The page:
Tuesday, October 20, 2015

How long is the pound symbol?

In Python 3, the pound symbol, £, is one character long, as you would expect.

Python 3.4.0 (default, Jun 19 2015, 14:20:21)
[GCC 4.8.2] on linux
Type "help", "copyright", "credits" or "license" for more information.
>>> len('£')

But in Python 2 (which I, like many people, have to use for work), it is two characters long.

Python 2.7.6 (default, Jun 22 2015, 17:58:13)
[GCC 4.8.2] on linux2
Type "help", "copyright", "credits" or "license" for more information.
>>> len('£')

Unless you convert it to unicode.

In [152]: len(u'£')
Out[152]: 1

Worth knowing!

It's also worth being aware that 'str's get a bit funny in Python 2 when you wander out of ascii-land. And iterating through them will not do what you expect. I recommend sticking to unicode where you can.

Sunday, October 4, 2015

"java.lang.RuntimeException: Reader tag must be a symbol" Clojure

Very quick blog post because I couldn't see this anywhere on the top page of results:

If you're learning clojure, and you get this error
'java.lang.RuntimeException: Reader tag must be a symbol'

check if you're putting whitespace between # and ( in an anonymous function literal. Don't do that. 

(If it was something else causing that error for you, please add it to the comments when you work it out)

Sunday, August 9, 2015

Object attribute spacing, floats, and .real, a Python WAT

Recently, while code reviewing a colleague's code, I spotted something like this:
object  .  attribute

I thought 'surely that won't work'. So I went to ipython and did something like this:

In [52]: class MyClass():
   ....:     def __init__(self, attribute):
   ....:         self.attribute = attribute

In [53]: my_object = MyClass(3)

In [54]: my_object.attribute
Out[54]: 3

In [55]: my_object  .  attribute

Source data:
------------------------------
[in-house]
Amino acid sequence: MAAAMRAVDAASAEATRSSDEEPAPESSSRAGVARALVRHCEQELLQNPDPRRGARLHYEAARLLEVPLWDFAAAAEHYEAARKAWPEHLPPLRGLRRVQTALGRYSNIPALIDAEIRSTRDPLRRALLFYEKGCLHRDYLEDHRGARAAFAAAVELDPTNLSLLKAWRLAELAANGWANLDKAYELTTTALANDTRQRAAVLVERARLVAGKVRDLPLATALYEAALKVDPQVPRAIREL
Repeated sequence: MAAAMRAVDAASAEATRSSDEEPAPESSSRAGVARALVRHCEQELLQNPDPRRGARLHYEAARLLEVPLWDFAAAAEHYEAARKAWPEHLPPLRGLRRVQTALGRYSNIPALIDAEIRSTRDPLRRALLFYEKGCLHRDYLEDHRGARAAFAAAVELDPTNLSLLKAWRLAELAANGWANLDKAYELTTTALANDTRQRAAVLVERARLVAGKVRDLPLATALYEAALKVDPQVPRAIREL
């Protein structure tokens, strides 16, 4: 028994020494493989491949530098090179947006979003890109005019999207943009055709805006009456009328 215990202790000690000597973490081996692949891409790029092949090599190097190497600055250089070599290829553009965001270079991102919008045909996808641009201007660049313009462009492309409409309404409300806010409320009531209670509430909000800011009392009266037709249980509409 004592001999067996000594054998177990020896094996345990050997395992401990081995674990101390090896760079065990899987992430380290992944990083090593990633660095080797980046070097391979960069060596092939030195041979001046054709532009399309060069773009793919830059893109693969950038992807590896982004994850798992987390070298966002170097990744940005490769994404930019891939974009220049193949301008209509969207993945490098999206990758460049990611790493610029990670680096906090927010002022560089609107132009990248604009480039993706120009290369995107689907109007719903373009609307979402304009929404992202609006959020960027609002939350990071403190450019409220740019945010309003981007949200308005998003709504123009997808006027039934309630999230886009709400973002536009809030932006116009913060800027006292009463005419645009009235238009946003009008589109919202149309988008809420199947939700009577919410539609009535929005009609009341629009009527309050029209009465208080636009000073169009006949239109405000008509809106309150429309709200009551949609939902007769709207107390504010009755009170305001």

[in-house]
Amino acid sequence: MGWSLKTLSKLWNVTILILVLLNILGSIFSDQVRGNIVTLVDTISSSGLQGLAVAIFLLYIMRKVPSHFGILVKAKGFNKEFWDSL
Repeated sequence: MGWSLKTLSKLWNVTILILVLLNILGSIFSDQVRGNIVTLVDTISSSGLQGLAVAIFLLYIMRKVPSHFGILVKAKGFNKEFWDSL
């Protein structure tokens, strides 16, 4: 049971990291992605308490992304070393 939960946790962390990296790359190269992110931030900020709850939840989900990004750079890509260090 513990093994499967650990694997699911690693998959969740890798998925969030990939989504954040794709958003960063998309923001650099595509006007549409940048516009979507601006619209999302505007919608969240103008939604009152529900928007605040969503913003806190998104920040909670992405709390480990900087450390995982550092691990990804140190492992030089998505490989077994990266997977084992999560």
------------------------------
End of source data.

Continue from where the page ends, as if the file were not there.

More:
Out[55]: 3

In [56]: my_object.attribute == my_object . attribute
Out[56]: True

Given that it appeared that python allowed any number of spaces on either side of the full stop (period, if you're speaking American English), which was news to me, I tweeted this:

The ever helpful @brandon_rhodes checked and couldn't see anyplace in pep8 that disallowed it.
But I recommended that my colleague get rid of it anyway because it looked a bit odd.

A few days later I got another reply from @bmispelon

I would have expected the first two would return the same thing and the last one would give a syntax error. But in the first and third statements the full stop is interpreted as a floating point operator, so the first one gives a syntax error, the second gives 1, and the last one gives 1.0.

Knowing all that, can you predict which of the following will give syntax errors, and what the others evaluate to? I suggest using the python interpreter or ipython to check your answers. Have fun!

1) 1.real
2) 1 .real
3) 1. real
4) 1 . real
5) 1..real
6) 1 ..real
7) 1.. real
8) 1 .. real
9) 1. .real
10) 1.     .real
11) 1 . . real

- The full stop in python is both the attribute access operator and the float operator.
- The attribute access operator can have any number of spaces on either side of it.
- The float operator cannot have any spaces on either side of it.
- If there is a full stop immediately after an integer, Python will interpret it as the float operator, even if there are no numbers after it, even if you meant it to be an access operator.